Retail sales rose by a better-than-expected 2.9% in May as increased footfall, better weather and deals saw shoppers return to high streets, according to officials.

It comes following a poor performance during the previous month as days of heavy rain dampened demand in much of the country.

Non-food shops reported strong monthly growth in May, with a rebound in clothes and furniture sales in particular, the Office for National Statistics (ONS) reported on Friday.

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Footwear, sports equipment, games and toys outlets also experienced an improvement in their quantity of sales.

Economists polled by news agency Reuters had been expecting a rise of around 1.5%.

Meanwhile, the ONS also revised its retail sales figures for April.

It previously estimated that they fell by a worse-than-expected 2.3%, but now says the drop was 1.8%.

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Silvia Rindone, from financial services giant EY, said bank holidays in May had also “provided retailers with a much-needed sales boost”.

She added: “A summer packed with high-profile sporting events such as Uefa Euro 2024 and the Paris Olympics, coupled with better weather and the possibility of political changes, could well be the catalyst for a resurgence in consumer confidence.

“While these upcoming events are beyond retailers’ control, they present a golden opportunity to drive sales.”

‘Recessionary behaviours easing’

The ONS reported that non-food outlets, including department stores and homeware shops, saw sales volumes increase by 3.5% in May – the largest monthly rise in three years.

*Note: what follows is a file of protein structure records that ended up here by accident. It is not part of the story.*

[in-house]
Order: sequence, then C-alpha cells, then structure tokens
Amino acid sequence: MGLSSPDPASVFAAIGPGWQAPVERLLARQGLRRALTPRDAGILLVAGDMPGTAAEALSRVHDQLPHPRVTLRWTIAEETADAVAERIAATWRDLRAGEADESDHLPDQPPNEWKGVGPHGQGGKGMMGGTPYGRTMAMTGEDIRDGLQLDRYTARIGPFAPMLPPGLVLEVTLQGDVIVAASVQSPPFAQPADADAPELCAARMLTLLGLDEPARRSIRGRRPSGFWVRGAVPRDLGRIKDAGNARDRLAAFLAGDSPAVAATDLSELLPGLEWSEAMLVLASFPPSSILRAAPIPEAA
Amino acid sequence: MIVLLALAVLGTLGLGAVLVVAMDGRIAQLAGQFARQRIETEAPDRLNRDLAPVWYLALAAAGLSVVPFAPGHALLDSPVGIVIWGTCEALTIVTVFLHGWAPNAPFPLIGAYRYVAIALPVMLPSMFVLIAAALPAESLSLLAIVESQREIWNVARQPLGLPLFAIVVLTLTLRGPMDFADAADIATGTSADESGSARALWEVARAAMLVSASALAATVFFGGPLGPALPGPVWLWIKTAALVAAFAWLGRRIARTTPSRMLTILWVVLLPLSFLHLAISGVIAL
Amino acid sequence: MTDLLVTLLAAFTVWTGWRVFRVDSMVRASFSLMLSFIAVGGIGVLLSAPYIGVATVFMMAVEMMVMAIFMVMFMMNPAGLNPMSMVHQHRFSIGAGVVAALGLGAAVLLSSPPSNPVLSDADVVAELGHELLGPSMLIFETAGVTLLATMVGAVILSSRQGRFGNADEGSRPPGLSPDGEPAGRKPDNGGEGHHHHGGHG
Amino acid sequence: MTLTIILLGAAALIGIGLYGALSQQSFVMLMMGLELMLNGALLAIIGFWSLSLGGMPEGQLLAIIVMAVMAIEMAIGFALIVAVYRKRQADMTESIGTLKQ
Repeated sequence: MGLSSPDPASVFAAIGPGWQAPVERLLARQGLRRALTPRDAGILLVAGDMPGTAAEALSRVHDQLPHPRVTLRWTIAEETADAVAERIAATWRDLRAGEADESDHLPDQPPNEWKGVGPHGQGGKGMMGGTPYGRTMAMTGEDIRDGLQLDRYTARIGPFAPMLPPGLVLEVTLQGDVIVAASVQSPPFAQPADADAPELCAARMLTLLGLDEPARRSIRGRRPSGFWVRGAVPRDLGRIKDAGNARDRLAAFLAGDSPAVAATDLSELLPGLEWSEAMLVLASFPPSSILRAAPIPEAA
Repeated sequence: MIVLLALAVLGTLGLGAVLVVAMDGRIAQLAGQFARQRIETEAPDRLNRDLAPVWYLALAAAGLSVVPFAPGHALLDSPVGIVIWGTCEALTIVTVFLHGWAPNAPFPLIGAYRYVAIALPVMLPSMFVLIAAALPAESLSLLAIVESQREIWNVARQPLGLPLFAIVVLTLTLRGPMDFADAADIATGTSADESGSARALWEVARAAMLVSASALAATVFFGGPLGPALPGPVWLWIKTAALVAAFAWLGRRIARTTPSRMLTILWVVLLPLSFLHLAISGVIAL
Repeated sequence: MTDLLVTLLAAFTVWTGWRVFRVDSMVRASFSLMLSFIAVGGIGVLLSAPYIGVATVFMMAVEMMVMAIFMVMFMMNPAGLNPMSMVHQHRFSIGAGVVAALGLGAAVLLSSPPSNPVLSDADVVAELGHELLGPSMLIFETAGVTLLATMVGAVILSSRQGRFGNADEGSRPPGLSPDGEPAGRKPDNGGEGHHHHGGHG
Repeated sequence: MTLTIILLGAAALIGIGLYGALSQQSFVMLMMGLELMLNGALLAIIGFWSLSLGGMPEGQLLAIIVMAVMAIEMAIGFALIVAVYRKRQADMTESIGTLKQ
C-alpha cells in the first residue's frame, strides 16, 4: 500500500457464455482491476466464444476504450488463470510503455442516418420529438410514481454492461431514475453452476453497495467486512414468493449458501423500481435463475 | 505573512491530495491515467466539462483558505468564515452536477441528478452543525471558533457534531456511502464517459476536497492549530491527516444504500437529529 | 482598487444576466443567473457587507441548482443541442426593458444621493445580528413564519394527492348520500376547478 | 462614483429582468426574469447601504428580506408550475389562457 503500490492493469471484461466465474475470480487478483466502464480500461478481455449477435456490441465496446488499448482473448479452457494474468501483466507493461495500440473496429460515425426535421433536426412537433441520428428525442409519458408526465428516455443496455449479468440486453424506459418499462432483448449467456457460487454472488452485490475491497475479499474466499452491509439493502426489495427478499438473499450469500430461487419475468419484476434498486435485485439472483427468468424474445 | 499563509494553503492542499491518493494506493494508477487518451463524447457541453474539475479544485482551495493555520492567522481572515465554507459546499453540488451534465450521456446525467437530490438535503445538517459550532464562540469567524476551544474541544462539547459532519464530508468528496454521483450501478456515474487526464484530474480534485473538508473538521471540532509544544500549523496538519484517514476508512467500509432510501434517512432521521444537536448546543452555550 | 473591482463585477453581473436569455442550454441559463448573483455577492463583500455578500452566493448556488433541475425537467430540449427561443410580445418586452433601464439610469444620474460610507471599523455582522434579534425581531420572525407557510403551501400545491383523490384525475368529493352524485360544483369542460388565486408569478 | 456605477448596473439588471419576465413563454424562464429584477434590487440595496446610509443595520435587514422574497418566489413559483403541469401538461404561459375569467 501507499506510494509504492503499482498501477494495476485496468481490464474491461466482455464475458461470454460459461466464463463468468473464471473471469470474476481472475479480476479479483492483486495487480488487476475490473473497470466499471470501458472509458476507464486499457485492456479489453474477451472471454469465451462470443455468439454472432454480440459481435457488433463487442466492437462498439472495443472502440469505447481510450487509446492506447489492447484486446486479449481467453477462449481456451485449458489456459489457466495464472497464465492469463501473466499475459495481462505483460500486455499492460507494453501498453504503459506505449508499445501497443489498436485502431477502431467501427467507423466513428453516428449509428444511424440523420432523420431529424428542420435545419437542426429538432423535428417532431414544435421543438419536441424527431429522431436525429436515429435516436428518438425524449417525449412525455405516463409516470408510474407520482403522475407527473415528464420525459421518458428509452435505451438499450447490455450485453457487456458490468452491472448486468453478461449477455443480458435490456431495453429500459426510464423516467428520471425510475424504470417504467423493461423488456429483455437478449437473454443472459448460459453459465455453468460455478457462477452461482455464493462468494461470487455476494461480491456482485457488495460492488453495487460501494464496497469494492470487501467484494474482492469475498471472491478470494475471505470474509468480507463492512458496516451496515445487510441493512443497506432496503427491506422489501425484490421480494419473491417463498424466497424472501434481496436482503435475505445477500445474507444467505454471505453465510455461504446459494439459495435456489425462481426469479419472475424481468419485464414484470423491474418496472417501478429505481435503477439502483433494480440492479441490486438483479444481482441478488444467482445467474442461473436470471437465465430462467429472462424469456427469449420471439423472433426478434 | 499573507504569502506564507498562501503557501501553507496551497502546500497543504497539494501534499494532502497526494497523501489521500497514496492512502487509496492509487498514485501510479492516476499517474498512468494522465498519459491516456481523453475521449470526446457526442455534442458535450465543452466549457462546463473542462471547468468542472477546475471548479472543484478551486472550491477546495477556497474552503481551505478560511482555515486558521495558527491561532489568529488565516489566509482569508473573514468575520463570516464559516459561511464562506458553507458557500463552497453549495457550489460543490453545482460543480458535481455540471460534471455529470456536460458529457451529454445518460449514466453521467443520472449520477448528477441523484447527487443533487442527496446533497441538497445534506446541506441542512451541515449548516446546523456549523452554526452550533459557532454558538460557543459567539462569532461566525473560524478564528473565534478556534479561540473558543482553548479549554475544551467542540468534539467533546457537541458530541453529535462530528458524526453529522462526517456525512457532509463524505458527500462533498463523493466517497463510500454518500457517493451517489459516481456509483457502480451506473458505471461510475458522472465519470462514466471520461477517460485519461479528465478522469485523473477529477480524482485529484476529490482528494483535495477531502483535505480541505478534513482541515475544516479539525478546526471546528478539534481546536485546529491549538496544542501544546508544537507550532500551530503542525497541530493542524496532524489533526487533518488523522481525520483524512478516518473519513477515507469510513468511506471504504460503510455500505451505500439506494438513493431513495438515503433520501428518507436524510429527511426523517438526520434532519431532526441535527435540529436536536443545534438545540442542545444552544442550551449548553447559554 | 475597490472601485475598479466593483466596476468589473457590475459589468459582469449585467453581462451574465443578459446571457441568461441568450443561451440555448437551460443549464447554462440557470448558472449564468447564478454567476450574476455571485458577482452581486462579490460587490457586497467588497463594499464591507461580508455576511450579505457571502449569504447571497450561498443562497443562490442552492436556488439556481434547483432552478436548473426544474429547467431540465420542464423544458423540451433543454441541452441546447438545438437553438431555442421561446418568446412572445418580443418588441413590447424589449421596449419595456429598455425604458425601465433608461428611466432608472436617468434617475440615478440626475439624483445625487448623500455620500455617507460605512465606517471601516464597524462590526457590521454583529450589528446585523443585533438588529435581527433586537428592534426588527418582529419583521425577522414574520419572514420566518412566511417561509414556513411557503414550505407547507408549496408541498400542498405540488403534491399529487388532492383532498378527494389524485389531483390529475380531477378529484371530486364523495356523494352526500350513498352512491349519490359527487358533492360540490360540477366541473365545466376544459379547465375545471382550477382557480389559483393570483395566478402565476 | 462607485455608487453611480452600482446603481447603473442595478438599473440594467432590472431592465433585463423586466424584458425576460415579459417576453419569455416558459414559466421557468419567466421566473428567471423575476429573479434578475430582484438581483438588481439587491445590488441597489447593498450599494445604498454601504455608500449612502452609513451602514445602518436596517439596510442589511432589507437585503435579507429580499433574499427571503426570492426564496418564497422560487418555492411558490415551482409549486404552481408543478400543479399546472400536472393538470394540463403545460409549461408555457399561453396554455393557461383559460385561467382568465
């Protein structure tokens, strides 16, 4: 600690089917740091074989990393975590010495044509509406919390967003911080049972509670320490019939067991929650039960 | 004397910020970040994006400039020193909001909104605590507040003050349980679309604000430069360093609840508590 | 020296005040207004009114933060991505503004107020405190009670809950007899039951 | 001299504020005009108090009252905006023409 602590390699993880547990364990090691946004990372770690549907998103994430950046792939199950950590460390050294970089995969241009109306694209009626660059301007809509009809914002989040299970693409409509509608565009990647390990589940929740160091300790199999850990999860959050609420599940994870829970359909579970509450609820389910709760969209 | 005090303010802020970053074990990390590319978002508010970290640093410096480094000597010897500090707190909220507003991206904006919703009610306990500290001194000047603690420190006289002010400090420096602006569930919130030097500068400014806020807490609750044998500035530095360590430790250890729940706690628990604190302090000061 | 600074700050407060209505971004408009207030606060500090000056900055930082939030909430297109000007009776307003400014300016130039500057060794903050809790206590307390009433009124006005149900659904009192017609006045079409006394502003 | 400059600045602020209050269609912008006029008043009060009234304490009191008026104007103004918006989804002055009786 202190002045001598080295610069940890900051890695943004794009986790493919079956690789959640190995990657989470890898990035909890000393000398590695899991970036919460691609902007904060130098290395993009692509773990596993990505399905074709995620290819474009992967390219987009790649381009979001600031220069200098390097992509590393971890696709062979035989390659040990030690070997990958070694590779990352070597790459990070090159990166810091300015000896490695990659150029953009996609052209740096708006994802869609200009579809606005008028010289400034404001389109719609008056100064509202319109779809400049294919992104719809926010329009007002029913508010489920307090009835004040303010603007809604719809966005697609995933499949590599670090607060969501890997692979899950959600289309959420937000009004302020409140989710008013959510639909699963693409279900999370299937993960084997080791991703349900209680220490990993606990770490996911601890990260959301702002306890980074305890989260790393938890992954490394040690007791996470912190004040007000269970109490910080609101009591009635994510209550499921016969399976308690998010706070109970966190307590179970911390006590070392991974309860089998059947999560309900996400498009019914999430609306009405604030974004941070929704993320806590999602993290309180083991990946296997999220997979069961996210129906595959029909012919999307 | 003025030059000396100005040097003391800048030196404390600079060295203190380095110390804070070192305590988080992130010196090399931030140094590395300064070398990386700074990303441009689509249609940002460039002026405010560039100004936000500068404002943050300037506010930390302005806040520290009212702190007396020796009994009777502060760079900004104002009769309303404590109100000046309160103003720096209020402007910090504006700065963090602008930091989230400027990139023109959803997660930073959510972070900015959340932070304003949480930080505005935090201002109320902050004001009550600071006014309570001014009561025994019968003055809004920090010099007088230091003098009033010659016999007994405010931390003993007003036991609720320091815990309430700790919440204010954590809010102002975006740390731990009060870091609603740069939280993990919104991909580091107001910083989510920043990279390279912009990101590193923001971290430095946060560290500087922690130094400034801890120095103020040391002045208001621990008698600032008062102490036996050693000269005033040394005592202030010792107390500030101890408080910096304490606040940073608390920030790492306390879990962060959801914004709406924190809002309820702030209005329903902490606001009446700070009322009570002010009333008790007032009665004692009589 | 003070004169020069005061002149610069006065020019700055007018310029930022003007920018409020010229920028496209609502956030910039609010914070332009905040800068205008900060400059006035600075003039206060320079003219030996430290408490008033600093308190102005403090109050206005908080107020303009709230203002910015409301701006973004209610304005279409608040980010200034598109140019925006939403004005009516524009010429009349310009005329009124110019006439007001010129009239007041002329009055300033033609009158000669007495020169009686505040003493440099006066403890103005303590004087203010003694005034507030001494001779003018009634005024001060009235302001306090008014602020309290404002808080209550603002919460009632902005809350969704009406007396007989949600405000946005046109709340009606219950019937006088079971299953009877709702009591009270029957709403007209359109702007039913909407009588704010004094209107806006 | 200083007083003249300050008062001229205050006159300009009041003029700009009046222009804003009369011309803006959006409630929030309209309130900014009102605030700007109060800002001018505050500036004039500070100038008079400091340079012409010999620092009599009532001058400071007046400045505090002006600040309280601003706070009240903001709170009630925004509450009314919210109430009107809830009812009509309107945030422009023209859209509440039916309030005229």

“These retailers reported improved footfall, better weather, and the impact of promotions,” officials said.

Non-store retailers – who mostly sell products online – also reported a 5.9% month-on-month rise in sales.

Economist Andrew Wishart, from research firm Capital Economics, said it suggested that lower inflation was starting to encourage shoppers to open their wallets more.

He said: “Overall, the retail sales data for May showed tentative signs that strengthening real income growth now inflation is back at target is feeding through to stronger spending.

“As long as inflation continues to behave, this might not prevent [an interest] rate cut in August, although a strengthening in activity could mean the pace of rate cuts thereafter is gradual.”

Oliver Vernon-Harcourt, head of retail at Deloitte, also said the figures suggested that “recessionary behaviours are easing”, with more consumers “releasing their purse strings and spending on discretionary items such as clothing and furniture”.

Kris Hamer, director of insight at the British Retail Consortium, added: “Retailers hope that the recent start of Euro 2024 should further improve spending in snacks, alcohol, and TVs for June’s figures – and if England can win their final game and move forward to Round of 16, it might give consumer confidence the boost it needs.”